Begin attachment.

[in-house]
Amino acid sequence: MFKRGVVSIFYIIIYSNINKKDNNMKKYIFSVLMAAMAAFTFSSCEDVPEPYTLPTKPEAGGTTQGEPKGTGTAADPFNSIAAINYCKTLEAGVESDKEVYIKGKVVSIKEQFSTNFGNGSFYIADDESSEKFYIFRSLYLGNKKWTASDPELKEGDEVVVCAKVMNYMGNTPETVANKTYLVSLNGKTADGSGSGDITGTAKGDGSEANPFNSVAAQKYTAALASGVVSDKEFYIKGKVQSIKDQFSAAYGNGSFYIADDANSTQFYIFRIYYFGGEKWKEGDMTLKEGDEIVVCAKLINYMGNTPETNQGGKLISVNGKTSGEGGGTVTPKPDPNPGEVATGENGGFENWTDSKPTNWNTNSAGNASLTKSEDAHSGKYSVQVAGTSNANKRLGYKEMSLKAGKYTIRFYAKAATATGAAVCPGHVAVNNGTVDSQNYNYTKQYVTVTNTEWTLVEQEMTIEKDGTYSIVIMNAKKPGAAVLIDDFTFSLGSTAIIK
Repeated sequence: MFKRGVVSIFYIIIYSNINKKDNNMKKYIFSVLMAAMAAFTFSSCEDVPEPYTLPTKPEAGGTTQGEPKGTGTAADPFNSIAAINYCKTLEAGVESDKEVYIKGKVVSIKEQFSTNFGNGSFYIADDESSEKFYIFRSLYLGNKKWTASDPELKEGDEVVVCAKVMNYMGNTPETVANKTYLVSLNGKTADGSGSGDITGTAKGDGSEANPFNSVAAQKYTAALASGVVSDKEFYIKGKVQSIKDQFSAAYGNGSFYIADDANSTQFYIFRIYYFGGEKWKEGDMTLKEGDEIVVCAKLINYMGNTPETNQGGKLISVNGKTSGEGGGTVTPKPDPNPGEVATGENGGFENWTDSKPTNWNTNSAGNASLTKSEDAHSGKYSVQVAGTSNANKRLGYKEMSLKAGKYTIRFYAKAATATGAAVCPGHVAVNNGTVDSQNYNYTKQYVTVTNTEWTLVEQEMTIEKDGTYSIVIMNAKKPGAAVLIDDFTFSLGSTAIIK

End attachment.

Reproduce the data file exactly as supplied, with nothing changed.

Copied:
[in-house]
Amino acid sequence: MFKRGVVSIFYIIIYSNINKKDNNMKKYIFSVLMAAMAAFTFSSCEDVPEPYTLPTKPEAGGTTQGEPKGTGTAADPFNSIAAINYCKTLEAGVESDKEVYIKGKVVSIKEQFSTNFGNGSFYIADDESSEKFYIFRSLYLGNKKWTASDPELKEGDEVVVCAKVMNYMGNTPETVANKTYLVSLNGKTADGSGSGDITGTAKGDGSEANPFNSVAAQKYTAALASGVVSDKEFYIKGKVQSIKDQFSAAYGNGSFYIADDANSTQFYIFRIYYFGGEKWKEGDMTLKEGDEIVVCAKLINYMGNTPETNQGGKLISVNGKTSGEGGGTVTPKPDPNPGEVATGENGGFENWTDSKPTNWNTNSAGNASLTKSEDAHSGKYSVQVAGTSNANKRLGYKEMSLKAGKYTIRFYAKAATATGAAVCPGHVAVNNGTVDSQNYNYTKQYVTVTNTEWTLVEQEMTIEKDGTYSIVIMNAKKPGAAVLIDDFTFSLGSTAIIK
Repeated sequence: MFKRGVVSIFYIIIYSNINKKDNNMKKYIFSVLMAAMAAFTFSSCEDVPEPYTLPTKPEAGGTTQGEPKGTGTAADPFNSIAAINYCKTLEAGVESDKEVYIKGKVVSIKEQFSTNFGNGSFYIADDESSEKFYIFRSLYLGNKKWTASDPELKEGDEVVVCAKVMNYMGNTPETVANKTYLVSLNGKTADGSGSGDITGTAKGDGSEANPFNSVAAQKYTAALASGVVSDKEFYIKGKVQSIKDQFSAAYGNGSFYIADDANSTQFYIFRIYYFGGEKWKEGDMTLKEGDEIVVCAKLINYMGNTPETNQGGKLISVNGKTSGEGGGTVTPKPDPNPGEVATGENGGFENWTDSKPTNWNTNSAGNASLTKSEDAHSGKYSVQVAGTSNANKRLGYKEMSLKAGKYTIRFYAKAATATGAAVCPGHVAVNNGTVDSQNYNYTKQYVTVTNTEWTLVEQEMTIEKDGTYSIVIMNAKKPGAAVLIDDFTFSLGSTAIIK